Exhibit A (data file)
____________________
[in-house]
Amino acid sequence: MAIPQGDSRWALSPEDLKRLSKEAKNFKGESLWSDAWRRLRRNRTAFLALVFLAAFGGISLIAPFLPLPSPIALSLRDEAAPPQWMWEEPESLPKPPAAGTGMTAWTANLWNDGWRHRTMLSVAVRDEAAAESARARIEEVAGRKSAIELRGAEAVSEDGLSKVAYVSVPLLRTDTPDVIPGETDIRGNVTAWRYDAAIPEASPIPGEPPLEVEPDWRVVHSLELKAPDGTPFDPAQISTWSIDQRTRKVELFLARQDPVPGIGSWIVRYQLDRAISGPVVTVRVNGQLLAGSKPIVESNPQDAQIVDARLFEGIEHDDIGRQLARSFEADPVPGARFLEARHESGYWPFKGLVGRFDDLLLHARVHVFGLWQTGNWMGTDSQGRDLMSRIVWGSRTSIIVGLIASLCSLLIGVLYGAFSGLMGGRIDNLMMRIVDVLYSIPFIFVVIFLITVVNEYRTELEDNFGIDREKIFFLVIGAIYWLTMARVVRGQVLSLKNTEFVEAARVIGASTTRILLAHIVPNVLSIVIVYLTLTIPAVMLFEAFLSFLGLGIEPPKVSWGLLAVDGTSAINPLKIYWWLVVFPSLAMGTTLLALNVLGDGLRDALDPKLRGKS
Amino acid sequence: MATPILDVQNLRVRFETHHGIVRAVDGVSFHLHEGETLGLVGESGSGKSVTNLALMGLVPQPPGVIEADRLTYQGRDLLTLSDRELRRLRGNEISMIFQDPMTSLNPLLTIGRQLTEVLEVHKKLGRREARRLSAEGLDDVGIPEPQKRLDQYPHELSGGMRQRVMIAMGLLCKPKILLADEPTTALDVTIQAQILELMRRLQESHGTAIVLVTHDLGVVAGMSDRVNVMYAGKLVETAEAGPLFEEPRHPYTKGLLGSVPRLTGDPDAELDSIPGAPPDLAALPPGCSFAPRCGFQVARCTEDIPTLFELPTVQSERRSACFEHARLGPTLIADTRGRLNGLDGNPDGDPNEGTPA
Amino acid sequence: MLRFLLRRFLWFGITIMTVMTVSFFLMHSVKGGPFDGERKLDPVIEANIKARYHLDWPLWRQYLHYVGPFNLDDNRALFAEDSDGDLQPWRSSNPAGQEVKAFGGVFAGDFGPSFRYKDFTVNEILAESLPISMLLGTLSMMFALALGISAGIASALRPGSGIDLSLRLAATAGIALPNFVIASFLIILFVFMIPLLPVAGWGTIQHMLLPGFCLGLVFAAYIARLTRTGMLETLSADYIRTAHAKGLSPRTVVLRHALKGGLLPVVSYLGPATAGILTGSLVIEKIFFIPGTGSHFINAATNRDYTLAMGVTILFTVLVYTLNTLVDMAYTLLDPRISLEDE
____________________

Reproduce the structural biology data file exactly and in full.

[in-house]
Amino acid sequence: MAIPQGDSRWALSPEDLKRLSKEAKNFKGESLWSDAWRRLRRNRTAFLALVFLAAFGGISLIAPFLPLPSPIALSLRDEAAPPQWMWEEPESLPKPPAAGTGMTAWTANLWNDGWRHRTMLSVAVRDEAAAESARARIEEVAGRKSAIELRGAEAVSEDGLSKVAYVSVPLLRTDTPDVIPGETDIRGNVTAWRYDAAIPEASPIPGEPPLEVEPDWRVVHSLELKAPDGTPFDPAQISTWSIDQRTRKVELFLARQDPVPGIGSWIVRYQLDRAISGPVVTVRVNGQLLAGSKPIVESNPQDAQIVDARLFEGIEHDDIGRQLARSFEADPVPGARFLEARHESGYWPFKGLVGRFDDLLLHARVHVFGLWQTGNWMGTDSQGRDLMSRIVWGSRTSIIVGLIASLCSLLIGVLYGAFSGLMGGRIDNLMMRIVDVLYSIPFIFVVIFLITVVNEYRTELEDNFGIDREKIFFLVIGAIYWLTMARVVRGQVLSLKNTEFVEAARVIGASTTRILLAHIVPNVLSIVIVYLTLTIPAVMLFEAFLSFLGLGIEPPKVSWGLLAVDGTSAINPLKIYWWLVVFPSLAMGTTLLALNVLGDGLRDALDPKLRGKS
Amino acid sequence: MATPILDVQNLRVRFETHHGIVRAVDGVSFHLHEGETLGLVGESGSGKSVTNLALMGLVPQPPGVIEADRLTYQGRDLLTLSDRELRRLRGNEISMIFQDPMTSLNPLLTIGRQLTEVLEVHKKLGRREARRLSAEGLDDVGIPEPQKRLDQYPHELSGGMRQRVMIAMGLLCKPKILLADEPTTALDVTIQAQILELMRRLQESHGTAIVLVTHDLGVVAGMSDRVNVMYAGKLVETAEAGPLFEEPRHPYTKGLLGSVPRLTGDPDAELDSIPGAPPDLAALPPGCSFAPRCGFQVARCTEDIPTLFELPTVQSERRSACFEHARLGPTLIADTRGRLNGLDGNPDGDPNEGTPA
Amino acid sequence: MLRFLLRRFLWFGITIMTVMTVSFFLMHSVKGGPFDGERKLDPVIEANIKARYHLDWPLWRQYLHYVGPFNLDDNRALFAEDSDGDLQPWRSSNPAGQEVKAFGGVFAGDFGPSFRYKDFTVNEILAESLPISMLLGTLSMMFALALGISAGIASALRPGSGIDLSLRLAATAGIALPNFVIASFLIILFVFMIPLLPVAGWGTIQHMLLPGFCLGLVFAAYIARLTRTGMLETLSADYIRTAHAKGLSPRTVVLRHALKGGLLPVVSYLGPATAGILTGSLVIEKIFFIPGTGSHFINAATNRDYTLAMGVTILFTVLVYTLNTLVDMAYTLLDPRISLEDE